Australia, Spain and the UK face falling house prices in 2020 due to the pandemic, according to Fitch Ratings.
The US, Germany, and China are also anticipated to have mostly flat house prices, although China will be least affected by the coronavirus. Demand for housing is expected to decline in most countries this year as a result of the virus, even as lockdowns are lifted.
According to the newest 2020 forecasts, Spain will be hardest hit, with house prices dropping by 8%-12%, followed by Australia, which will see a 5%-10% decrease. The UK will also experience a 3%-7% drop, provided a cliff-edge Brexit does not occur. All three countries have seen a downward revision in their forecasts.
The drop in real GDP and rising unemployment rates in many countries are both contributing factors to the decline in demand. Spain’s unemployment rate is forecast to be at 18%-19% in 2020 and 2021, up from 14% in 2019. The US unemployment rate is expected to be at 9% in 2020 and 8% in 2021 – double the 4% unemployment rate in 2019.
On the flip side, China’s strong housing demand, swift reopening, reduced mortgage rates, and lifting of regulatory restrictions have placed it in a strong position to maintain housing prices, which are expected to remain stable through 2020 and 2021. In addition, current record-low mortgage rates in the US and Australia will also help to insulate their national markets from further drops in demand.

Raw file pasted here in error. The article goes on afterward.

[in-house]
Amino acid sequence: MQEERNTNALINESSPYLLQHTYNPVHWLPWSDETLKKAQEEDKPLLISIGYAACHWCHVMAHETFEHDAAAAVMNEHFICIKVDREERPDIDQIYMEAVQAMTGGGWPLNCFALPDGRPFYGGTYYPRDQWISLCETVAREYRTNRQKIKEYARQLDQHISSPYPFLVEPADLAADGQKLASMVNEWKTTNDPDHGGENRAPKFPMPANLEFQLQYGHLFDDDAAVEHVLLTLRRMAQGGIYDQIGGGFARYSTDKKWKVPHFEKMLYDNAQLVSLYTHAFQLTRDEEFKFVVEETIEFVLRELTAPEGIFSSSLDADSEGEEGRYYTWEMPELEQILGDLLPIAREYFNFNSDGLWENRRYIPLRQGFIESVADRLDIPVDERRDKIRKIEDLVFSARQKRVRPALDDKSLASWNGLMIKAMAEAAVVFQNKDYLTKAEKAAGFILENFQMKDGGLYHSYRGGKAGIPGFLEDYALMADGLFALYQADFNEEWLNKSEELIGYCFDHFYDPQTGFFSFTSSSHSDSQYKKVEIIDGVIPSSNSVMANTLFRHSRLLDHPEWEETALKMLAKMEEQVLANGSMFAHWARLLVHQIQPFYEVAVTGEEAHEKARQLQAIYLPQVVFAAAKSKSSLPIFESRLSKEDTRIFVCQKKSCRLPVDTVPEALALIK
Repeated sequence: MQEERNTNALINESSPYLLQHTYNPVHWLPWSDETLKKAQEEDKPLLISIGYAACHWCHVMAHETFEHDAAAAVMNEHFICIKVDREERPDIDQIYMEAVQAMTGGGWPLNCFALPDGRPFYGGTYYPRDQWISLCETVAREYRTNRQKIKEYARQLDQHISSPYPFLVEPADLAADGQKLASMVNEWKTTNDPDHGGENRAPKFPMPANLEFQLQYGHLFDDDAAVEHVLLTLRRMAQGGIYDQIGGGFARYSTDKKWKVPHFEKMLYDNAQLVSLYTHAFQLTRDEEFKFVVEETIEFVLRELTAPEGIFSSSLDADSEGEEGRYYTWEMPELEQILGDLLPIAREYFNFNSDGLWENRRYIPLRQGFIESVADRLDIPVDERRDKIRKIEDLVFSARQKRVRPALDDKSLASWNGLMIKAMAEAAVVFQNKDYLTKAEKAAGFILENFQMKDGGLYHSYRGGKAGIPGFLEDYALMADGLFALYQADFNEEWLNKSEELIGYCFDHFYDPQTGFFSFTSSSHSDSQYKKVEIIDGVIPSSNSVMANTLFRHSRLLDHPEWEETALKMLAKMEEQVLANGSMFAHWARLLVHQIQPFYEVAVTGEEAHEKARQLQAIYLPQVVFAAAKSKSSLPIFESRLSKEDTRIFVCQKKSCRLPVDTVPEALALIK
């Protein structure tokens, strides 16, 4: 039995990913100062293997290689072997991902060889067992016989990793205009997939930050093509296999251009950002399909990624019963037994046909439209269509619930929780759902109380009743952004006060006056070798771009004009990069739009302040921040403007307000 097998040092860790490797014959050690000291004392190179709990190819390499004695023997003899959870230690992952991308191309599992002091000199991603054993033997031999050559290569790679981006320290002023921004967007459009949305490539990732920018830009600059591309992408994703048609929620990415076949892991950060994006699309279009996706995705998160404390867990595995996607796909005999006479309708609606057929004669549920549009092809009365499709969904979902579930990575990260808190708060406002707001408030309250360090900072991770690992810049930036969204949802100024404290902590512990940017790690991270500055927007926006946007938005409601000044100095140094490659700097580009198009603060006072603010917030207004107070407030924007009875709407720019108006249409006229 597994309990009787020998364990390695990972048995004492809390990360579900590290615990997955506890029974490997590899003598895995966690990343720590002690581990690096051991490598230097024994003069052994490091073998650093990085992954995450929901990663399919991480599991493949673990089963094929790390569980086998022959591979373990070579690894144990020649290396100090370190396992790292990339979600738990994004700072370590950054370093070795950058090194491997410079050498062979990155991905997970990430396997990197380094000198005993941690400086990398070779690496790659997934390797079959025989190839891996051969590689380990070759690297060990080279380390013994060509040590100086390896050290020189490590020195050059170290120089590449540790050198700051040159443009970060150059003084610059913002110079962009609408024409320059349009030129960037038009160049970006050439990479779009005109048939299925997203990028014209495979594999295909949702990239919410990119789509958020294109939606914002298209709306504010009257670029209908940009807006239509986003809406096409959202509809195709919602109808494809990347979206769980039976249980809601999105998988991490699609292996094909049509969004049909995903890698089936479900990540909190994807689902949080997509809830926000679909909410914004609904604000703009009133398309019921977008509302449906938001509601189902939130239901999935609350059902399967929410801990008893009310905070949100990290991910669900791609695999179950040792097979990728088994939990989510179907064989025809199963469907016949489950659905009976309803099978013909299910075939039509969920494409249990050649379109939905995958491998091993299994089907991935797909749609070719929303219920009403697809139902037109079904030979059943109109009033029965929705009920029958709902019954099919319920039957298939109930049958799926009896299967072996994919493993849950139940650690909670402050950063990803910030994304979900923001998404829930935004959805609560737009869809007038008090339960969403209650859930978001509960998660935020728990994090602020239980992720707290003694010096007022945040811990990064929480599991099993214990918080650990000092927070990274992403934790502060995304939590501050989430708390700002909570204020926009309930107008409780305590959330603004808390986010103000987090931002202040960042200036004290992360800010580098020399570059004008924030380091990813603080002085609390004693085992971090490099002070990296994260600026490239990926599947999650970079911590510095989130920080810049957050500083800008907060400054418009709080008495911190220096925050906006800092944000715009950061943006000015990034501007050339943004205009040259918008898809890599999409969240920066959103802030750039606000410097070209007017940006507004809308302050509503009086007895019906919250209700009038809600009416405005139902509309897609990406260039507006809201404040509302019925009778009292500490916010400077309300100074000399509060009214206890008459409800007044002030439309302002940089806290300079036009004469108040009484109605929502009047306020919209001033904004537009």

More generally, the housing market could see a revival next year. “We expect sales volumes to recover from 2021, when we broadly forecast prices to stabilise, although Australia could have a slightly larger home price rebound,” the report states.
Economic recovery depends largely on the extent to which the coronavirus is successfully contained – and the scale of disruption caused by any further lockdowns. As cases remain high in the US, the report warns that “Markets that reopened too quickly face more downside risk from the re-imposition of restrictions and resultantly weaker labour markets.”
Falling house prices could have a knock-on effect on consumer confidence, which has seen a record drop in Q2 2020 since the pandemic hit. Although the global economy is expected to recover slowly after the April trough, consumer spending may take longer to resume pre-COVID levels, given the demand-driven recession.